Shapist is a block sliding puzzle game. That might not sound sexy to you, but it is a game that I have come to enjoy. It was passed my way in the darkness of night many weeks ago. I find myself still being drawn back to this minimal block sliding game. Perhaps it’s because of the games deliberate push back on common mobile gaming nuisances. Or perhaps its because it takes one of the oldest forms of puzzle games I’ve ever been acquainted with and finds a meaningful way to translate that to touch devices.
I enjoy Shapist for it’s distinct lack of star ratings, hi-scores, tutorials, time constraints, and failure states. In many ways it’s an austere game. Not looking to induce the standard addled mind through incessant and meaningless positive affirmations towards it’s players with the constant plea to share this… please please share this with your friends. It doesn’t reek of mechanics that insure seven day retention or maximize user K Factor. It is a game, meant to be played, by you.
It is also unashamed of it’s roots of humble sliding block games. What happens when you strip away all of the trite that has becomes the usual affairs of mobile gaming? Well we remember that games are sometimes toys, or in other words, its okay to find pleasure in the simple act of playing.
Shapist teaches throughout the use of language or words. The entire game is taught through interaction, and due to it’s touch based controls it is all rather intuitive. The goals are rather obvious but the devil is finding the solution. This style of puzzle is often referred to as “Puzzles as Riddles” which often be frustrating to players. I have often railed against the dubious “Puzzles as Riddles” format, however in this format, it doesn’t bother me. Moreover it seems to me the pleasure of Shapist is in the interactions that remind me of when these used to be physical puzzles. The added game physics of springs and magnets do much to remind me of what it meant to tinker and toy with puzzles like this of my youth. There is a visceral satisfaction in intuitive tapping and feeling/hearing/seeing the magnets pop apart.
There are more puzzles than I have completed. And recently they pushed out an update which added more puzzles, bringing the total to 75. One of the key marketing lines I’ve seen highlighted on the games website is, “(it’s)… Just you and 75 puzzles to solve.” I enjoy this rather lonesome equivocation because it is as if a friend put their hand on my shoulder and said, “..sometimes you need to do things for you.” I often find myself blurry eyed late at night pulling out this game as a means to quiet my mind. Puzzle games have a unique calming quality to them. They task the mind just enough to make one forget or replace those thoughts that often keeps one up at night.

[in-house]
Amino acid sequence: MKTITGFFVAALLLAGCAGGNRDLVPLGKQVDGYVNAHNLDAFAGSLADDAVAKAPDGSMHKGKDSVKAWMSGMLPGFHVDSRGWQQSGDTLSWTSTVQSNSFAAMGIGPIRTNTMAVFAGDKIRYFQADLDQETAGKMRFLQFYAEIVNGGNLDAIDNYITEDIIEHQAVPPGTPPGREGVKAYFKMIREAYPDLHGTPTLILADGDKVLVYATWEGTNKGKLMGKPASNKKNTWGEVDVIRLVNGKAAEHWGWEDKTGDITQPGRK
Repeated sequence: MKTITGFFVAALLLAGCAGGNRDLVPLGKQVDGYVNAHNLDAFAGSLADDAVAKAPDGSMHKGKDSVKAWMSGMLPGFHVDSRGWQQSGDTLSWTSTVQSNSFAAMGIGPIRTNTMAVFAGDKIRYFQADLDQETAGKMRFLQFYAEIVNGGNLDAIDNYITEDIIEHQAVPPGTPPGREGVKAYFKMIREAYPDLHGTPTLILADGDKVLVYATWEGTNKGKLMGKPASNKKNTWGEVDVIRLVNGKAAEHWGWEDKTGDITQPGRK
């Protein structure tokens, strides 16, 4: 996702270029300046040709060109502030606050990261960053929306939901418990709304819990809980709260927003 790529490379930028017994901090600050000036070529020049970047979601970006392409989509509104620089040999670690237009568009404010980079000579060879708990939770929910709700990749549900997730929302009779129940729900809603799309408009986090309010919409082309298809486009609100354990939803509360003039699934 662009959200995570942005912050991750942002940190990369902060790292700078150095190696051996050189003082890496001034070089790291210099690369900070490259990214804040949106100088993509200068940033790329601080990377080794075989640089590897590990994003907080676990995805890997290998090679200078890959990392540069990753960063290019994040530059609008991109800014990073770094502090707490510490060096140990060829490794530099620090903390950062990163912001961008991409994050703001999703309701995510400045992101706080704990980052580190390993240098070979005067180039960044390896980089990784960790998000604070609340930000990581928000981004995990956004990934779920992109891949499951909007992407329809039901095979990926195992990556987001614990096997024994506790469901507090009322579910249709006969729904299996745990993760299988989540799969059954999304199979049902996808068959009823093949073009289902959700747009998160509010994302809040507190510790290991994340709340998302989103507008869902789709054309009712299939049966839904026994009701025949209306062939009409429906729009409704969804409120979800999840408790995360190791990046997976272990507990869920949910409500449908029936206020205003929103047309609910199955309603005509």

All of this is to say that Shapist is a unique game in that it takes something old and well know and makes it desirable again. Through its own robust touch interaction and melancholy soundtrack I find myself plucking away at a puzzle in some form of meditation. This is then all punctuated by the satisfaction of finally finding the solution to a puzzle and sliding the blocks in their destined and correct positions. I would also be foolish to omit the games visual aesthetics is something that I adore. I’m a sucker for well crafted and executed minimalism. But as all of this is sewn together it creates an experience that has seemingly reached me at a time when I needed something like it. I needed something to occupy my mind but demand nothing from me, to have no expectations of me as a person or a player.
The game was made by Ori Takemura who designed the puzzles and visuals, Dmitry Kurilchenko who was the programmer, and music by Jorge Vinals. It is available on iOS and Andriod, you can get more details from the games website at www.playshapist.com.